Chose My Weapon

David Tierney talks about the night he planned to end his life, and what happened to change his mind.

On Christmas Eve 1995 I chose my weapon. I had been heavily involved in organised crime in Liverpool for many years, living at 100 miles an hour but reaching the end of myself. I decided on the date, January 28th. My life was held together by violence, drink and drugs. I drank every day and had a £250 a week cocaine habit. I was losing control; I’d reached the end of myself.

I knelt on my living room floor, cold metal against my skin with drink at one side and drugs on the other. At 11.25 I was ready to do it, but in the last moment I cried out to God.

“Jesus, can I put my trust in you?”

I felt tingling in my hands, electricity crackled the air. I felt the most incredible sense of forgiveness and of love.

God had turned up in person.

Love pouring into all the pain, hate and hurt held within me. I felt forgiveness and then God spoke my name.

“All I ever wanted you to do David, is to trust in me.”

As I stood, I felt the drugs drain out. I stood totally free and in my right mind. No more thoughts of death, just peace. I set fire to my drugs, £150! My drink was hurled down the sink.

I staggered next door, to pour out my soul after this spectacular encounter with God, my wife’s face creased into a frown and she said, “Can’t it wait ten minutes till the adverts are on?”

The next day I spoke to my mates and criminal associates and boldly, confidently told them, “I met Jesus.”

Their response, “Dave’s had a bad acid!”

Being thought bonkers separated me from them, which gave time to understand what God had done. I knew I would serve God full time. I knew I was set apart. I knew I had a purpose. I just needed to find out what it was...

My purpose turned up as two bags of baps and burgers. I had set off in a burger van serving hot food round Widnes town centre. I found drug addiction and homelessness rife in my area. I became determined to do something to help young men trapped into addiction like I was.

In 1997 the Lighthouse Foundation was born. By 1999 we had a coffee shop; through it we helped hundreds of young adults with their addictions. Seeing addicts consistently fail in traditional rehab broke my heart. There had to be something better.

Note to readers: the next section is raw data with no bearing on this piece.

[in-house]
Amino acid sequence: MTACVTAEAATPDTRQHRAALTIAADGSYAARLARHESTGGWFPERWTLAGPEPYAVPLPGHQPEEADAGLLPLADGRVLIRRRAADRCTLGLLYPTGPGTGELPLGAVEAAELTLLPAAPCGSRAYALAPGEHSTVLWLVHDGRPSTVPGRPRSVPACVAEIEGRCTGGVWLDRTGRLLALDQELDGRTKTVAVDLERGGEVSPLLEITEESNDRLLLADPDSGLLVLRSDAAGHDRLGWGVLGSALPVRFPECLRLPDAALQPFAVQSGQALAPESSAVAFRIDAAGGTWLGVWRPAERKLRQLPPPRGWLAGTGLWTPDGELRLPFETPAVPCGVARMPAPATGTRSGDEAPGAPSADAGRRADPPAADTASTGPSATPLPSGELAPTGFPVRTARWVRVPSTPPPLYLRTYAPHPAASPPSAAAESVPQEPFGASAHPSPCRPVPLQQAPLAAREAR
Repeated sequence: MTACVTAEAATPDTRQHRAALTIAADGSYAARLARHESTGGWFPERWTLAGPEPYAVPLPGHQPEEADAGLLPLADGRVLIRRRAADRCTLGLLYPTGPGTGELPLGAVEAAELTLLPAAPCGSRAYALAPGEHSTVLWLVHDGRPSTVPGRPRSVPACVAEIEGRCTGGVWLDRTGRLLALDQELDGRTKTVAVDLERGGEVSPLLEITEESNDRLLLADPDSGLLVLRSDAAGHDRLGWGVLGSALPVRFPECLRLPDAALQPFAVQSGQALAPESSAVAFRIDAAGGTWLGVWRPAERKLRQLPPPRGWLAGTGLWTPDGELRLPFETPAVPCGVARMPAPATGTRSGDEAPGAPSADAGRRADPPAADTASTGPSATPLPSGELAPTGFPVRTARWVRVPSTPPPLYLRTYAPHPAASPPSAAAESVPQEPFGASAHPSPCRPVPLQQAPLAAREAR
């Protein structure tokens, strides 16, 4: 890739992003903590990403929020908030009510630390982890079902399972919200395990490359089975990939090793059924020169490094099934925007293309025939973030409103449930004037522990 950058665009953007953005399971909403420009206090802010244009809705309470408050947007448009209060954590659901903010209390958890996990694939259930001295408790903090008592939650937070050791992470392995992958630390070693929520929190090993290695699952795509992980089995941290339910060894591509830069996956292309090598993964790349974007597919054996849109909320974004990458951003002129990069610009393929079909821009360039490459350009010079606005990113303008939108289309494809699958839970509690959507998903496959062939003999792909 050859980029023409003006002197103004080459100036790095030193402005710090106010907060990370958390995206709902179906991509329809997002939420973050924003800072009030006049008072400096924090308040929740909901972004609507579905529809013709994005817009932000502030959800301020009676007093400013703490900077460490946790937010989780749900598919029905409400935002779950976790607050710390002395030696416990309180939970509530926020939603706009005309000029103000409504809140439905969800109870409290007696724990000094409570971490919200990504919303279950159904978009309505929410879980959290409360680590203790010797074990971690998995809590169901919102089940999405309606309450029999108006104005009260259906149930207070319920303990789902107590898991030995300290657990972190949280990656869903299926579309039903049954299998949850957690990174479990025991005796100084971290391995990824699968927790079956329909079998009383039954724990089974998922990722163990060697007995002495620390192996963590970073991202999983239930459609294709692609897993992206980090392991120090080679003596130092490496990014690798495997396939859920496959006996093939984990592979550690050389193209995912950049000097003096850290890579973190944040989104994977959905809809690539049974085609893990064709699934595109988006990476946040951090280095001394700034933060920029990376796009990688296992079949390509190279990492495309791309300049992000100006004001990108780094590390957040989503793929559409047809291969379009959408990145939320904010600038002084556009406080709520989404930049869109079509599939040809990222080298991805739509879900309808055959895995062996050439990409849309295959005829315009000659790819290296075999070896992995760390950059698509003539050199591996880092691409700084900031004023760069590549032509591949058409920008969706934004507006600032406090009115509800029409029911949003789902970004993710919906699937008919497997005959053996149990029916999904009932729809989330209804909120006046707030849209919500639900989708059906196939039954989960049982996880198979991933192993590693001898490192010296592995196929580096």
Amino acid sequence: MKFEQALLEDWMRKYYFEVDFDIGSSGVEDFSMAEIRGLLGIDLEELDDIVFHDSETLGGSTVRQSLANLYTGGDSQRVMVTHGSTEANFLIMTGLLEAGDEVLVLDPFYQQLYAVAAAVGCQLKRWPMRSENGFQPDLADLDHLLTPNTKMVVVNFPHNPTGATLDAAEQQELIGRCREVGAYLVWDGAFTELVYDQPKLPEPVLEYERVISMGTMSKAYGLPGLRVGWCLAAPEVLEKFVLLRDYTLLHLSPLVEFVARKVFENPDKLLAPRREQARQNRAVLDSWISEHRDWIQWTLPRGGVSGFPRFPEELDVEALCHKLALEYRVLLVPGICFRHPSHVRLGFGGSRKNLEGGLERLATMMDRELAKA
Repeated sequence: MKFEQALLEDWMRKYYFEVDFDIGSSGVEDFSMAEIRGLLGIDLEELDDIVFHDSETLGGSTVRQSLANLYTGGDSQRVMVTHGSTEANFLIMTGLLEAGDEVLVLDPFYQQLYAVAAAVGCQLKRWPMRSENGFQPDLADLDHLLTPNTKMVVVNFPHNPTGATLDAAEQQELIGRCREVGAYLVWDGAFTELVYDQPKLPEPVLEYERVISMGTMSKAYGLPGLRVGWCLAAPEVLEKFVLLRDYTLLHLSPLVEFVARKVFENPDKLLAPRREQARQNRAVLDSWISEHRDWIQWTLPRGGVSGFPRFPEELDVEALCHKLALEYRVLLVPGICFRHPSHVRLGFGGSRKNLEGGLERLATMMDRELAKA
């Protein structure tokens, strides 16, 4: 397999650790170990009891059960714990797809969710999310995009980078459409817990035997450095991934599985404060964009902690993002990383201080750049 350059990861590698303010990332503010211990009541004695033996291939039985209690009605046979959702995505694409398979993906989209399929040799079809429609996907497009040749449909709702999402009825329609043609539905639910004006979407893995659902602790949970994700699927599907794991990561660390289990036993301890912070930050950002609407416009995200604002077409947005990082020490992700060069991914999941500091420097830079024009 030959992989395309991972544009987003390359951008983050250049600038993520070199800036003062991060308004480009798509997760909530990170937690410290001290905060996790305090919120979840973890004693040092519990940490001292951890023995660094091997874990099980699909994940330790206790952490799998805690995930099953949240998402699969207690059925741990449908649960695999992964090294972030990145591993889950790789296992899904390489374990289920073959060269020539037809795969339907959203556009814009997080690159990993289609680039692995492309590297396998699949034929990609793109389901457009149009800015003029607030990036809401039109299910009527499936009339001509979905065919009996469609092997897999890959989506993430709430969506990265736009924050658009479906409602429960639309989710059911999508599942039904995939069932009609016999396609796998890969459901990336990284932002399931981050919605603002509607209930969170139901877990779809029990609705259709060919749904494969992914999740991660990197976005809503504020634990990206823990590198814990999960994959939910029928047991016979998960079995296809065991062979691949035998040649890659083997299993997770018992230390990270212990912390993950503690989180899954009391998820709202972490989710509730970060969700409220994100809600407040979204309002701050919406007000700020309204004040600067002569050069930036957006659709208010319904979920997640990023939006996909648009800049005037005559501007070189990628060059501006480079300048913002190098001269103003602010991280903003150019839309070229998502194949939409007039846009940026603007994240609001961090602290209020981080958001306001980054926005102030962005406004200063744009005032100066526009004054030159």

My own experience taught that, for rehab to work, the addict needs to be separated from their peers and provided with alternative community. For me that community was a local church. What they needed was a touch from God like I’d had.

In 2001 the Lighthouse-supported living project began in a bungalow on the same site as my church, church@thefoundry. We have five beds, soon to be ten, in our unit and are the only Christian rehab to receive state funding in the UK.

The “apprenticeship for life” programme is personal and specific to the individuals and their families. They trust in me to walk with them for the five years or so it takes to be totally free of addiction. Drugs dominate the life of the addict so everything else is lost. We take them as God accepts them and hold their hand as the Holy Spirit restores. Surprisingly, this might be as mundane as teaching someone to shave or shower every day.

The challenge for me now is to equip local churches for the issues that substance misuse brings. They often feel that they can’t rise to that challenge because they have no experience of substance misuse. Substance misuse is just a symptom. The problem is separation from God. Deal with the problem and the substance misuse disappears. Drugs attack a very deep spiritual root in our lives. I find virtually every addict in the unit here has had contact with the occult.

My conversion was extreme, my life before was extreme, today my passion and purpose in meeting and reaching those whose lives are devastated by drugs is extreme. I was an addict who was healed by a touch from God. I dedicate my life to bringing that touch to the darkest places in our society. I’m driven by the night when it might have been my blood, not beer, that was spilt on the carpet. David Tierney is director of the Lighthouse Foundation in Widnes, Cheshire.


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